Typical total usage rates for an antifoam agent in such a sensor-controlled process are 0.02-0.2 g per liter of fermentation broth. In contrast, in the process improvement of the present invention, the beneficial effect of the stabilizing agent is realized throughout the process and, therefore, it is added to the initial fermentation medium or at an early stage of the fermentation process. Those of ordinary skill in the art will appreciate that the subject stabilizing agents are beneficial throughout the fermentation process. Therefore, while it is not intended that the subject invention be limited to a particular early stage of the fermentation process, initial or early addition is of maximum benefit. The stabilizing agent may be added either in a single large dose at or near the start of fermentation, or by an initial dose followed by gradual or intermittent additions throughout the process. In this way it is possible to maintain or increase the concentration of the stabilizing agent during the fermentation process.
One or more suitable stabilizer compounds may be used. Usage rates for this process are such as to yield a concentration of stabilizer agent, or of total stabilizer agents if more than one is used, of between about 0.5 and 10 g, preferably between about 1 and 5 g, per liter of fermentation media. In a preferred embodiment of the subject invention, the concentrations of polyoxyalkylene stabilizing agent(s) in the initial fermentation broth is about 1 g per liter, which concentration is maintained or increased by suitable additions throughout the fermentation process. Although the use of fed-batch culture is particularly suitable for the production of high cell densities for heterologous protein production, the process is not restricted to this type of fermentation. Use of these reagents at these concentrations is also applicable to the production of rHA in simple batch culture or in continuous culture. In the latter case, the stabilizer agent can be added continuously or intermittently to maintain a concentration in the desired range of 0.5-10 g, preferably 1-5 g, per liter of fermentation media.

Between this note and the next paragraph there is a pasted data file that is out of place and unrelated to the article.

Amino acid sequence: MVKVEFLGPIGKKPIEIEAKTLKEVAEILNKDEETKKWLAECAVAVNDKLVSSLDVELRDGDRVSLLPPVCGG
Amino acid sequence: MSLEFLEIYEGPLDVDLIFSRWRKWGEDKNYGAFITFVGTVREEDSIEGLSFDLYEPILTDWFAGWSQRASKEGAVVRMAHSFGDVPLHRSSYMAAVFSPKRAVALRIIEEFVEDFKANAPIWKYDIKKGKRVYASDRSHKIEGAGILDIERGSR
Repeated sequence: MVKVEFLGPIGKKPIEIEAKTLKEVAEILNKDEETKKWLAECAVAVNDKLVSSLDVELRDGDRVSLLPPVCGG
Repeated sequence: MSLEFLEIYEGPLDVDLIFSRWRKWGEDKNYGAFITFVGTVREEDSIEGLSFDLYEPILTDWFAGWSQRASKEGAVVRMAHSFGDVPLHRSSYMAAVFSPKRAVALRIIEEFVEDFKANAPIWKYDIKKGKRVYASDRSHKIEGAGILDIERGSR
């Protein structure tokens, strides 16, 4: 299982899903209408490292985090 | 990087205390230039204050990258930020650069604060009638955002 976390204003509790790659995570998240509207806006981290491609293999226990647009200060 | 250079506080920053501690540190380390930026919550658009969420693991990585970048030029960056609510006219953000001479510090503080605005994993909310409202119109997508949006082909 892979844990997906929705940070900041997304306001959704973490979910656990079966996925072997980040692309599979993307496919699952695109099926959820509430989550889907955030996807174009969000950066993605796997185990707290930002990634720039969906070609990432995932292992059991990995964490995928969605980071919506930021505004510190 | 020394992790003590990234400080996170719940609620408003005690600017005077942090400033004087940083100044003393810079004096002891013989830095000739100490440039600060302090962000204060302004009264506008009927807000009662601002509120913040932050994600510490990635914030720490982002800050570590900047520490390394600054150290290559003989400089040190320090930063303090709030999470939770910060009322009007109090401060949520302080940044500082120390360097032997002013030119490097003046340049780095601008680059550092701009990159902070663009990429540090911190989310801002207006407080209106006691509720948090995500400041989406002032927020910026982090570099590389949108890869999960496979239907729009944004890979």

The use of the stabilizer agents of the invention has been found to be beneficial with relatively low-yielding strains of yeast. With certain strains of yeast, which give higher yields of rHA, the beneficial effect is still detectable, but may be less noticeable if the fermentation protocol is such as to produce high cell densities.
The rHA may be any naturally-occurring or modified form of albumin, including fragments thereof, provided that the compound retains at least one functional characteristic of HSA, for example its oncotic or ligand-binding properties or its utility in laboratory media. In particular, the rHA may be the fragment disclosed in EP-A-322 094. Secretion may be mediated by any suitable signal sequence, for example the pre-HSA sequence or the yeast alpha-factor signal sequence.
The microorganism may be any organism (including animal or plant cell cultures) which secretes albumin into the fermentation medium, such as suitable strains of bacteria (for example Bacillus or Streptomyces spp.) or yeasts (such as Saccharomyces cerevisiae or Kluyveromyces lactis). Transformation of the microorganism so that it will express and secrete rHA may be carried out by any art-recognized technique such as described above. The nutrient media may be any conventional media or modification thereof to be adopted to the growth of the microorganism being utilized. Formulation of a suitable culture medium to optimize conditions for a given microorganism is considered to be with the skill of the art.